Why study philosophy?
Philosophy courses strengthen students’ abilities to think, speak, and write critically, analytically, and creatively.
Philosophy majors and minors excel on advanced standardized tests such as the GRE, LSAT, and GMAT, which improves their chances of getting into top graduate programs and law schools. Non-majors gain a richer education and preparation for work and life.
Philosophy courses expose students to some of life’s most persistent and important questions. They are designed to appeal to a variety of student interests and concerns regardless of one’s major or intended career.
In addition to majoring in Philosophy, students may also choose to minor in general Philosophy or in more specialized areas including Political Philosophy, Moral Philosophy, and Philosophy of Science. The department also contributes to interdisciplinary majors and minors such as the Environmental Studies and Sustainability Major and the Law, Ethics and Society Minor.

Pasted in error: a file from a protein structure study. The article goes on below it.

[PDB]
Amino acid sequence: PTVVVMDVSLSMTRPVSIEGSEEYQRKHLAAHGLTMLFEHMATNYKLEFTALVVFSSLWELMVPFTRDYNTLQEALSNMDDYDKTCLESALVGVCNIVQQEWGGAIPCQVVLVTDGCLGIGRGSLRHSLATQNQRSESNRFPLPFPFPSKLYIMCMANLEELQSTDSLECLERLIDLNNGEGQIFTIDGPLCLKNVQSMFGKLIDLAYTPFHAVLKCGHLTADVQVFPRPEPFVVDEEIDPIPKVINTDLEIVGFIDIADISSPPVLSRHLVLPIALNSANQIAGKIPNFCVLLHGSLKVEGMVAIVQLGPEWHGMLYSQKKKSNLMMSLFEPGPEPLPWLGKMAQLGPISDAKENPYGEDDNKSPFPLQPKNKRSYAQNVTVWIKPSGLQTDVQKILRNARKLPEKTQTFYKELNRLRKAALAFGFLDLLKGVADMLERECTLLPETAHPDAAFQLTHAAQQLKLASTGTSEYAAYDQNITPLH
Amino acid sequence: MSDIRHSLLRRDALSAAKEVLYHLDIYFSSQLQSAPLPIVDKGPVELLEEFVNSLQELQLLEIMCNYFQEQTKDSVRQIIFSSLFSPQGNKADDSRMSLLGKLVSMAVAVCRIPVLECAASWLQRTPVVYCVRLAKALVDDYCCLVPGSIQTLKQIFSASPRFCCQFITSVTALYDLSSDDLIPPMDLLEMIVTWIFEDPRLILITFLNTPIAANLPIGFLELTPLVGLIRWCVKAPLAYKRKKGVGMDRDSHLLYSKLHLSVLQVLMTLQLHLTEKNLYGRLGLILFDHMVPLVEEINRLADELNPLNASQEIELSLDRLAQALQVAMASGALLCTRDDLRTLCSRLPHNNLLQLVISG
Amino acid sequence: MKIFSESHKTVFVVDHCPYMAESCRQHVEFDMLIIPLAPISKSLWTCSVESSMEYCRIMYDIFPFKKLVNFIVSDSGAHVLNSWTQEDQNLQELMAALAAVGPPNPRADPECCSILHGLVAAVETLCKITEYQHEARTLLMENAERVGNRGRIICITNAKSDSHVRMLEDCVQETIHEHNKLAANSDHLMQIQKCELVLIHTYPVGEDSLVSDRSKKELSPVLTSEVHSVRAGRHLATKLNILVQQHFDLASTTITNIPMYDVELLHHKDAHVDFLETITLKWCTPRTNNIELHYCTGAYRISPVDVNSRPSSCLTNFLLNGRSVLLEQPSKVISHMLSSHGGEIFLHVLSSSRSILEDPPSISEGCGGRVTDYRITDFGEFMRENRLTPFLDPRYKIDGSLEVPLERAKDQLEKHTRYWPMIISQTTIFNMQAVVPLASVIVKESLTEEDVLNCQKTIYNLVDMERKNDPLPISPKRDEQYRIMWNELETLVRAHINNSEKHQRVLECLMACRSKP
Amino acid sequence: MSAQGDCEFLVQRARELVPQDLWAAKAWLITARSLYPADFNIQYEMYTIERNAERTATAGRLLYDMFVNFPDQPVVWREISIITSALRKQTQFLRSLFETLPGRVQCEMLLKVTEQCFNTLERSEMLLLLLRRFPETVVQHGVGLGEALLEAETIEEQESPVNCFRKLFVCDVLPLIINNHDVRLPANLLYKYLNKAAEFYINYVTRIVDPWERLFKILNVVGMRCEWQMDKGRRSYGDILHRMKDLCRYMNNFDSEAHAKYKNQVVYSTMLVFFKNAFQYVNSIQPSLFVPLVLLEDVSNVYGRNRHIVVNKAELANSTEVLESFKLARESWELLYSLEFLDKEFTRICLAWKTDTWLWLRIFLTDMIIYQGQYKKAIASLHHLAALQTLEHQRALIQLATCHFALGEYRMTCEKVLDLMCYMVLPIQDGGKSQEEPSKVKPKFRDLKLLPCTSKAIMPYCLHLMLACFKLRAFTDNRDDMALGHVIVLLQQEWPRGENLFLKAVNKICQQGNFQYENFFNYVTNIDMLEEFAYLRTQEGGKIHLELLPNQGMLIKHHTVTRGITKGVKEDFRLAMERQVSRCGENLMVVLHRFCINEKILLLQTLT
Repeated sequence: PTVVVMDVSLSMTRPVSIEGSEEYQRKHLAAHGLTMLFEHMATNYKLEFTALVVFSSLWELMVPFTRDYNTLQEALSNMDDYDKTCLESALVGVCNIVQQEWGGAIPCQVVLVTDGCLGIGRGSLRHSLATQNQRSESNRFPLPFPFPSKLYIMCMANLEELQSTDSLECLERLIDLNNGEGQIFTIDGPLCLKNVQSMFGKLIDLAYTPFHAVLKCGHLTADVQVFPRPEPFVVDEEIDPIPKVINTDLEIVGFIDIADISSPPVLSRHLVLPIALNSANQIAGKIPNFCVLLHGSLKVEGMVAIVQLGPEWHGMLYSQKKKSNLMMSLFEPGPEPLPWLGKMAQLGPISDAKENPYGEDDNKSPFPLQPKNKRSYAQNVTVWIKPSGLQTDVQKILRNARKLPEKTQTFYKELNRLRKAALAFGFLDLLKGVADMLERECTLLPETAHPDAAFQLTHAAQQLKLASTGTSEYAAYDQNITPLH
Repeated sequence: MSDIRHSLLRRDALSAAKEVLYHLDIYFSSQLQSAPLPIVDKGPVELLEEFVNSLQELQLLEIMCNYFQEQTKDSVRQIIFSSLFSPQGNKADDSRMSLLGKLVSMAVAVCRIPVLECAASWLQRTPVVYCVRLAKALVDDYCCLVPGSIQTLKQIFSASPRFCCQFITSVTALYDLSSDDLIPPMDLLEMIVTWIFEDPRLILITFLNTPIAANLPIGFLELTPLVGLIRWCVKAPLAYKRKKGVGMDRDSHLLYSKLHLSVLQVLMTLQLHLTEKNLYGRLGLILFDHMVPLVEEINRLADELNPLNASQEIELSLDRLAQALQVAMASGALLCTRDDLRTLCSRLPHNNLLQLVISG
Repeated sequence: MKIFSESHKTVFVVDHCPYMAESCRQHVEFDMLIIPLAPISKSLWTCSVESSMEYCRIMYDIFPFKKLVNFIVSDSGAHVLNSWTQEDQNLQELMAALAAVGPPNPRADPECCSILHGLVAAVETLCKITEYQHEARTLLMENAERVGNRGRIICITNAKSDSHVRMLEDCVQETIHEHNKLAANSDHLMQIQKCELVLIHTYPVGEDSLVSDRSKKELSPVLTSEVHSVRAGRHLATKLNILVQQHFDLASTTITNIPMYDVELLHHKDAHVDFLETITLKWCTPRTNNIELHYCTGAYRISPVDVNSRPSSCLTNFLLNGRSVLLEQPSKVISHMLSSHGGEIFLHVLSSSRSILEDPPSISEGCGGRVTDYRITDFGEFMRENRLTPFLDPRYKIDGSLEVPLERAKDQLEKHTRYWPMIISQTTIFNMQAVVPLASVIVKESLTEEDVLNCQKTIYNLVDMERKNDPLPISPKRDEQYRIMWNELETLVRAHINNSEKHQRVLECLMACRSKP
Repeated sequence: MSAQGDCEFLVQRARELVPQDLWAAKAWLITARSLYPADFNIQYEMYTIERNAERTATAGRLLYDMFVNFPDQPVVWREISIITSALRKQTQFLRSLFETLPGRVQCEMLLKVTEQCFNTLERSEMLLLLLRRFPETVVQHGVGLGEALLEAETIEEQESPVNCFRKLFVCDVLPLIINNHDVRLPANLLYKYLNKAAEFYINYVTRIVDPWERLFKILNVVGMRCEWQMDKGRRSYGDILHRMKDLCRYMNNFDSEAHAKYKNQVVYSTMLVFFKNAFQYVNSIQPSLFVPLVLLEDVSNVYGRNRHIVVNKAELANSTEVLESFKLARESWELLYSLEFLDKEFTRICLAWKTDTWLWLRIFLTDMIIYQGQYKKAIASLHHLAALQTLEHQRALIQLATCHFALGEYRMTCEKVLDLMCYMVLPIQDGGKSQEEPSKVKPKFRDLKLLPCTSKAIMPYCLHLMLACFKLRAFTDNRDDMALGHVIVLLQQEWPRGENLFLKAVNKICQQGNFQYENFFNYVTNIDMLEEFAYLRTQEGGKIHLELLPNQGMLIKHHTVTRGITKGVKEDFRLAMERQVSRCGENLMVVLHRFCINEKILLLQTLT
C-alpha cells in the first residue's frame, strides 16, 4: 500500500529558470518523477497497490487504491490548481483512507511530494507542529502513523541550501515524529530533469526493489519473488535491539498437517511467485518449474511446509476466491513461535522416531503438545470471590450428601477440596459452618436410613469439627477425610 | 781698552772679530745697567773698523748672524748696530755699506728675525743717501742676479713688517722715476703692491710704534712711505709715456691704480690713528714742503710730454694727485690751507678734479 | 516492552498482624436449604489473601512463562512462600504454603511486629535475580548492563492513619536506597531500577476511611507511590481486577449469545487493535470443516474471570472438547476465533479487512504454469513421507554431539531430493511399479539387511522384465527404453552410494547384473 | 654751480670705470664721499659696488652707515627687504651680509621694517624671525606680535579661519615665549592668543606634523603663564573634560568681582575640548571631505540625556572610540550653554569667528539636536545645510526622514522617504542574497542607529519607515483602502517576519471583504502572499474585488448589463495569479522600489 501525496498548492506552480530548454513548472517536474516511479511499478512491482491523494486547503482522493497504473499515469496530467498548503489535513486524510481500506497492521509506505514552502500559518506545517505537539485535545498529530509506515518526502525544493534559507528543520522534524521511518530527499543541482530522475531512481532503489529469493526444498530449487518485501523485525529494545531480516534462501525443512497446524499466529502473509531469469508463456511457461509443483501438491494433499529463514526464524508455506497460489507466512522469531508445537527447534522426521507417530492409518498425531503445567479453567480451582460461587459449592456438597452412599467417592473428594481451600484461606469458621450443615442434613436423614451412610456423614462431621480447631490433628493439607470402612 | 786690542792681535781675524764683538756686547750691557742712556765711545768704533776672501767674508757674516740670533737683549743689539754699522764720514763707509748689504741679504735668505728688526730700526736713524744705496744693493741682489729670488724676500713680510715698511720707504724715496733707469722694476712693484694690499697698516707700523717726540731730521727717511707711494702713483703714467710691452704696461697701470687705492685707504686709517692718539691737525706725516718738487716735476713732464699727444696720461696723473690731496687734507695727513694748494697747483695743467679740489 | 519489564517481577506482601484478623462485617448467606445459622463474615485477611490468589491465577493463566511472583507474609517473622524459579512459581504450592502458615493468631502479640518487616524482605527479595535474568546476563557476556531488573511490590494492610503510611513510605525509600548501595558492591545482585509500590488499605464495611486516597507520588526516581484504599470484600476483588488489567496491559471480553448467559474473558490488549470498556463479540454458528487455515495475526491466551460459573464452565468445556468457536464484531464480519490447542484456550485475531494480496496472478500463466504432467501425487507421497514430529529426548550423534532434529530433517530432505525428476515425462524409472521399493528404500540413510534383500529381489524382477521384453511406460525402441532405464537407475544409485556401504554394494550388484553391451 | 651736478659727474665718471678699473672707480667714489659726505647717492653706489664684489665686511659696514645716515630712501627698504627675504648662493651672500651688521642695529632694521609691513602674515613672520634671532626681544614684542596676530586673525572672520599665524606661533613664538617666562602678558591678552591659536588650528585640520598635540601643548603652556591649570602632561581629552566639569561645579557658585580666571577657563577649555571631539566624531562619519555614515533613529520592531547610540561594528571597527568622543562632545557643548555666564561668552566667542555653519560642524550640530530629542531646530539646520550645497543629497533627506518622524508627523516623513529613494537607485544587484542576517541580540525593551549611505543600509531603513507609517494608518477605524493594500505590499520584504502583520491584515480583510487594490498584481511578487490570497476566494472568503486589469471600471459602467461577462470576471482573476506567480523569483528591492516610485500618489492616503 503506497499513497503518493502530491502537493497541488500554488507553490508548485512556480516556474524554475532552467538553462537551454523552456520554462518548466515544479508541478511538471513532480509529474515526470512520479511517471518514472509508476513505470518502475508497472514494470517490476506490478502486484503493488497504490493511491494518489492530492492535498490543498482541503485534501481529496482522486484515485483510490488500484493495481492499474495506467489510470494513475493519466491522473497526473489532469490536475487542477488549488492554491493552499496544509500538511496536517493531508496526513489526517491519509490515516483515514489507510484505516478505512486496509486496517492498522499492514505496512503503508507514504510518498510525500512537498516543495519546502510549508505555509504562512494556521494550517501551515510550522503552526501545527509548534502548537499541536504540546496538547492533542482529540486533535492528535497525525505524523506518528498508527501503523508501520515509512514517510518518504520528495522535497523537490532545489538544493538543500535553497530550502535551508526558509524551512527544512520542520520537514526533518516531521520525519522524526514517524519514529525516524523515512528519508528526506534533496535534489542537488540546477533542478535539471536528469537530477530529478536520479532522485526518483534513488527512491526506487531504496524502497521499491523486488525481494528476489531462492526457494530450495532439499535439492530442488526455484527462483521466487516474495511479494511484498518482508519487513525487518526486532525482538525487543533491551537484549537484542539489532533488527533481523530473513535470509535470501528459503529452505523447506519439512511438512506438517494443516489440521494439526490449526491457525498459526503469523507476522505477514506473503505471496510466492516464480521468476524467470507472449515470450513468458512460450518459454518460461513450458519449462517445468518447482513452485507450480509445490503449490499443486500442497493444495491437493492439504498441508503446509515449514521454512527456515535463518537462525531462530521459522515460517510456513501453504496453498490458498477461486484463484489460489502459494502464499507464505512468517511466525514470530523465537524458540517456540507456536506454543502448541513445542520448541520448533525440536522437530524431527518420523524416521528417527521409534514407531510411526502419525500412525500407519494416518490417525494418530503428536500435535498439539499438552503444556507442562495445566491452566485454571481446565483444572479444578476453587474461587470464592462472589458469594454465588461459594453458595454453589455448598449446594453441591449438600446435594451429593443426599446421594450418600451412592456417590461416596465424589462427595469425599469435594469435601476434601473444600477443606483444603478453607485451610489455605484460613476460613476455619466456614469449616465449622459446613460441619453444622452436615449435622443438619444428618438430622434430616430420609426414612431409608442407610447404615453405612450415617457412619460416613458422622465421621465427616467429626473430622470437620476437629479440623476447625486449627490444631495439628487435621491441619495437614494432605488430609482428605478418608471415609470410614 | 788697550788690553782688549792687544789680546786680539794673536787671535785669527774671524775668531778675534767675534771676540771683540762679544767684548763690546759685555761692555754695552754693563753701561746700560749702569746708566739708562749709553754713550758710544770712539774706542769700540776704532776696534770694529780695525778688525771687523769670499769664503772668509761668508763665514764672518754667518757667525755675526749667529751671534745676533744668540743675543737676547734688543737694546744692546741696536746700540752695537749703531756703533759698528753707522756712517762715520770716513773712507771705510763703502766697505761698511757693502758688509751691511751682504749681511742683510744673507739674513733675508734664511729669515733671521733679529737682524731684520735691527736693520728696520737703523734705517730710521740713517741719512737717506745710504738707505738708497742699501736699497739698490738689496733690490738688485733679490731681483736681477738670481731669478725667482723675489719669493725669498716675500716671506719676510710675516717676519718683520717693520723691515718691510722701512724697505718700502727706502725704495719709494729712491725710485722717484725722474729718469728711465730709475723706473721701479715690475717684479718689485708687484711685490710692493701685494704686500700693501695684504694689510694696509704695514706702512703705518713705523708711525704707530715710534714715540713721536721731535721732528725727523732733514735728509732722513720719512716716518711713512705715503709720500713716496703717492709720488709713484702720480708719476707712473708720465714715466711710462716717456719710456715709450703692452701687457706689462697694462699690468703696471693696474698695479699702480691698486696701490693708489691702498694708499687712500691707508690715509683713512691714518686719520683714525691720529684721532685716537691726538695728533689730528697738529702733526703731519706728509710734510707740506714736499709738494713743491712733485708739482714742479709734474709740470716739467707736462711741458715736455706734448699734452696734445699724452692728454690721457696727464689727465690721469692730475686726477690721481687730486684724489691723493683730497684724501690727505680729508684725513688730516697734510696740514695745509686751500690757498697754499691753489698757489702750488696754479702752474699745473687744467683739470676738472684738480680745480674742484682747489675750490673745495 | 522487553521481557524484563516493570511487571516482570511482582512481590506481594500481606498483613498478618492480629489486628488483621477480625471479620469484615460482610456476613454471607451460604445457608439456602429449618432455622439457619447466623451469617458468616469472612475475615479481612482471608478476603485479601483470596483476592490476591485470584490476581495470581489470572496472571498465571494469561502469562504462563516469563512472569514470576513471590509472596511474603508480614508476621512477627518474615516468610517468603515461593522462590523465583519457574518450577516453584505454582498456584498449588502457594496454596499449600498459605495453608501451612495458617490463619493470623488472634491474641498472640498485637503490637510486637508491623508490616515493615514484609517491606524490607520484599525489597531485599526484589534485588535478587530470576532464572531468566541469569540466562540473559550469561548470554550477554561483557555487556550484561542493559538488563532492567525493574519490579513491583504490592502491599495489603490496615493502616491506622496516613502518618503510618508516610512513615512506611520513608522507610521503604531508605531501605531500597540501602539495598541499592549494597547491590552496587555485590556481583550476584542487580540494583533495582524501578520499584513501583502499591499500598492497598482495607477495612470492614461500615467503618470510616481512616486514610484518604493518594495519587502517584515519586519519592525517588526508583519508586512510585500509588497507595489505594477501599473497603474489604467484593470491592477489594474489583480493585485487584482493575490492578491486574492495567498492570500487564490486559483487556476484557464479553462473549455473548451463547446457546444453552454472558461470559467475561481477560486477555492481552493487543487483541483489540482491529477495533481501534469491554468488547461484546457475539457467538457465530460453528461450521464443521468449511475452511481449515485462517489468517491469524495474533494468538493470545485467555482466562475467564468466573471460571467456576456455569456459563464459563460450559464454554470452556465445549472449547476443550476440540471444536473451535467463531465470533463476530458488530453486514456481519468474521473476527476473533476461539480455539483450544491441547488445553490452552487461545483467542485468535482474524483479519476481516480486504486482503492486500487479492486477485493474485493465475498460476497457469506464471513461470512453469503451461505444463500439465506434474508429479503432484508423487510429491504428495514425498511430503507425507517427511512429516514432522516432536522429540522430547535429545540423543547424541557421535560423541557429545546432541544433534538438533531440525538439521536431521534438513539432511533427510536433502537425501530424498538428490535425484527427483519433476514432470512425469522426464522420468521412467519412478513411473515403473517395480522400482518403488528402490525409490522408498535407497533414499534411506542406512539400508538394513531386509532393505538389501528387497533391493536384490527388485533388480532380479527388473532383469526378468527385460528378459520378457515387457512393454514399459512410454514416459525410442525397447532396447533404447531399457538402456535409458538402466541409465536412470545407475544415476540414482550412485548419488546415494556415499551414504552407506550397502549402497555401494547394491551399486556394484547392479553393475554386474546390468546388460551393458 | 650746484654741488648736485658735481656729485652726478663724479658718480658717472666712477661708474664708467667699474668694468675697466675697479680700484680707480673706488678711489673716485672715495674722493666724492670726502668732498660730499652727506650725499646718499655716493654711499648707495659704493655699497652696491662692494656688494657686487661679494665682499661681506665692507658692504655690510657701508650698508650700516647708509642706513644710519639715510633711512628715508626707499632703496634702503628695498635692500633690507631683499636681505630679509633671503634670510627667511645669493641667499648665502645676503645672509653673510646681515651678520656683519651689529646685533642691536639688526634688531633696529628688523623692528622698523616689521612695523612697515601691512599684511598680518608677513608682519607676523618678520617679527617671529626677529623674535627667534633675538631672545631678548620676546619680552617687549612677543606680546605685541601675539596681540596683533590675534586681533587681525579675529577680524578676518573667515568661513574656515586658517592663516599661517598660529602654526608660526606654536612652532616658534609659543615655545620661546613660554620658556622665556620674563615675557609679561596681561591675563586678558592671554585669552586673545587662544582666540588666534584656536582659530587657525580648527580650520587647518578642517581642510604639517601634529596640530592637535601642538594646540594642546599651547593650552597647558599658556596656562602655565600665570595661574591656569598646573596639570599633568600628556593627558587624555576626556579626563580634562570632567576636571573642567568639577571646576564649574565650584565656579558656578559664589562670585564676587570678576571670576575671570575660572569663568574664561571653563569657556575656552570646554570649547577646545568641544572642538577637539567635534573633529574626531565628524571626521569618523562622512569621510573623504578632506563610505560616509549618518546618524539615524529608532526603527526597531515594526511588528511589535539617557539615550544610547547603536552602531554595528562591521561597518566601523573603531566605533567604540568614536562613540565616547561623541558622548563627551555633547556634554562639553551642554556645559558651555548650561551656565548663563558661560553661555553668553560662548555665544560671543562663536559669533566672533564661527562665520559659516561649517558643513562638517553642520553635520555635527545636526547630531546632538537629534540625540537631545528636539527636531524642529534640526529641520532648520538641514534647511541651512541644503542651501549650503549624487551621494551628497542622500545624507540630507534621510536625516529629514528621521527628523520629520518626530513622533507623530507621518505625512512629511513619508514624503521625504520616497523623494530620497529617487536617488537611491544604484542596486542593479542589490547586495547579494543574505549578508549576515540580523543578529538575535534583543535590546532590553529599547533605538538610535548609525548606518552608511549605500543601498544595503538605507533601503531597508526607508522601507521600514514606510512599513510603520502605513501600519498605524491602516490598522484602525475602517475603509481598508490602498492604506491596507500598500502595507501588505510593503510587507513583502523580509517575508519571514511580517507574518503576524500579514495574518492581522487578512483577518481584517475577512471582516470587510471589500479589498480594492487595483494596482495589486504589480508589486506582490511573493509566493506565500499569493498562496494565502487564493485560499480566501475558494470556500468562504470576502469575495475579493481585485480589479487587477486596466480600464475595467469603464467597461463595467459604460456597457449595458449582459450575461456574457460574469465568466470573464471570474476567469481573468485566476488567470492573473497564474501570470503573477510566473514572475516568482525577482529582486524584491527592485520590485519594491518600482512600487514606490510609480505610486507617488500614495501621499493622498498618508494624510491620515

For our majors and minors, the Philosophy Department offers a rigorous program of study that prepares students for post-graduate work in philosophy, law, medicine, business—and beyond. See: Career Paths In Philosophy
Breadth and depth of understanding is the aim of this program’s required courses. A balance is struck between issues courses (e.g., Theories of Knowledge, Approaches to Ethics), and History of Philosophy courses that enliven and enlighten the issues by revealing the setting in which they arose and developed.
A variety of electives (such as Philosophy of Law, Asian Philosophy, Environmental Ethics, and Women, Ethics and Society) allow the student ample opportunity to pursue in greater depth an area of particular interest.
The American Philosophical Association’s Guide for Undergraduates briefgd.aspx